Charlene Spretnak is one of the Founding Mothers of the Women’s Spirituality movement. She is the author of eight books, including most recently Relational Reality. She is a professor in the Women’s Spirituality graduate program in the Philosophy and Religion Department at the California Institute of Integral Studies. For further information about her books, see www.CharleneSpretnak.com.
Field-Dependent or Field-Astute?
While listening to an NPR station a few months ago, I heard a man – apparently a marketing whiz – say, “Teenage girls are a field-dependent market for us.” Hmmmm. There it is again, the long arm of Herman Witkin’s influence decades after his famous experiment in the psychology of visual perception in 1954, which found that male subjects tend strongly to focus on a foreground figure, while female subjects tend strongly to perceive figure and ground as a gestalt, or holistic totality. (These results have been replicated thousands of times since then, including cross-culturally.) However, following the experimental findings themselves, then came the patriarchal spin. Witkin assigned the positive, admirable label “field-independent” to men and the less admirable “field-dependent” to women. He and other psychologists extrapolated from his findings that women’s cognitive style is “conforming,” “child-like,” and “global,” being similar, as Witkin added in 1962, to the [supposedly] undifferentiated thought processes found in “primitive” cultures. He added that women’s “field-dependence” renders us unable to maintain a “sense of separate identity,” unlike “field-independent males,” whose cognitive style was seen as “analytical” and “self-reliant.” In more recent decades female psychologists have suggested that women’s cognitive style might well be re-labeled “field-sensitive.” But is that really sufficient? After all, it carries the connotation of women’s being supposedly “over-sensitive.”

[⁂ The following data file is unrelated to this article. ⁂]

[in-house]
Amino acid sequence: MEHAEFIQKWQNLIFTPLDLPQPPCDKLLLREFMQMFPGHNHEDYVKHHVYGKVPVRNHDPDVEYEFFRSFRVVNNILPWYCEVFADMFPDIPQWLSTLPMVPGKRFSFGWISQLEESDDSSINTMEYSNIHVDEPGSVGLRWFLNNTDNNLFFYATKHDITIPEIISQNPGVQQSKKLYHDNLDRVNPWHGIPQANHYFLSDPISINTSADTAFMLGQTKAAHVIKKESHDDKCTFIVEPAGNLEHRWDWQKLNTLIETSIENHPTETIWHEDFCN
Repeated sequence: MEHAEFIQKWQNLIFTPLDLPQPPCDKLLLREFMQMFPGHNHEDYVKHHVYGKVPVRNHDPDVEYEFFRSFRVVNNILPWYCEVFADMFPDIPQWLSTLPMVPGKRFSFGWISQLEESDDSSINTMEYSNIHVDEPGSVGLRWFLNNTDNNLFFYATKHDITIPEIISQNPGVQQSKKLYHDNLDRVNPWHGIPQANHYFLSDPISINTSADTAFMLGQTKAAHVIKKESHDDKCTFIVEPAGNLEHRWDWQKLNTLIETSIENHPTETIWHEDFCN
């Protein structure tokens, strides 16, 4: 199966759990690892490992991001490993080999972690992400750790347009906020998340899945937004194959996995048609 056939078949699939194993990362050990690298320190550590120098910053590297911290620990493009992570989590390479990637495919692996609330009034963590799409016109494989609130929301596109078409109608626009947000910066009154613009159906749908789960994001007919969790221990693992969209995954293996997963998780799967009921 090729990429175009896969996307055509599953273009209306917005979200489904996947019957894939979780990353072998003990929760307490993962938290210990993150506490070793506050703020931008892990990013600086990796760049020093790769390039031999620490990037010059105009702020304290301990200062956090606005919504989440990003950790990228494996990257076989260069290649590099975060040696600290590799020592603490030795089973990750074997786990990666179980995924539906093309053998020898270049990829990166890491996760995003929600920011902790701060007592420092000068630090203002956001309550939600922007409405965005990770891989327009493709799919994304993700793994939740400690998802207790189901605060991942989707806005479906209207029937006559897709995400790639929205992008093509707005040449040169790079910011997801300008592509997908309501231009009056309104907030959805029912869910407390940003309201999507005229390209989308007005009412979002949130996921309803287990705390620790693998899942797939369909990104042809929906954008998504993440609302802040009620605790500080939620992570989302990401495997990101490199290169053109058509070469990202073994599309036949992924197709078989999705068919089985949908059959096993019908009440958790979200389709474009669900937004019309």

Why does this matter now? Because the ground is shifting fast under the old view of reality as an aggregate of discrete entities (foreground figures, as Witkin would say), which may or may not relate to one another. On the contrary, numerous discoveries in recent years indicate that the entire physical world, including humans, is far more dynamically interrelated – in both structure and functioning – than had been imagined (except by indigenous cultures and Eastern philosophy). Even as someone who’s been tracking the Relational Shift for decades, I was amazed by many of the recent discoveries – as well as the fact that this shift is now decidedly mainstream.
For example, consider the following assumptions, each overthrown by recent findings:
- that one’s IQ is a given in life (Wrong: a particular set of relational dynamics within the family setting, related to but different from birth order, consistently affected IQ in a study of 240,000 young men)
- that spanking a child’s bottom has no effect on mental development (Wrong: this relational violation consistently lowers IQ scores)
- that doing “mental calisthenics,” such as crossword puzzles, is the best defense against dementia (Wrong: Having or lacking good relationships is a stronger predictor.)
- that having friends has a positive but modest effect on the immune system (Wrong: Even when a virus was sprayed directly into the nasal passages of volunteers, those who had noted on a survey that they have a lot of friends were four times less likely to get sick.)
- that class size and money spent per student are the main factors in successful urban public schools (Wrong: “Relational trust” was found to be a far more significant factor, in a recent study of public schools in Chicago.)
- that nature is a nice backdrop for human activity but has no real and quantifiable relationship to human health, healing, and moods (Wrong: The correlation is so strong that new hospitals are designed to maximize patients’ views of nature [windows, murals] and to include in hallways several fountains with water running softly over stones.)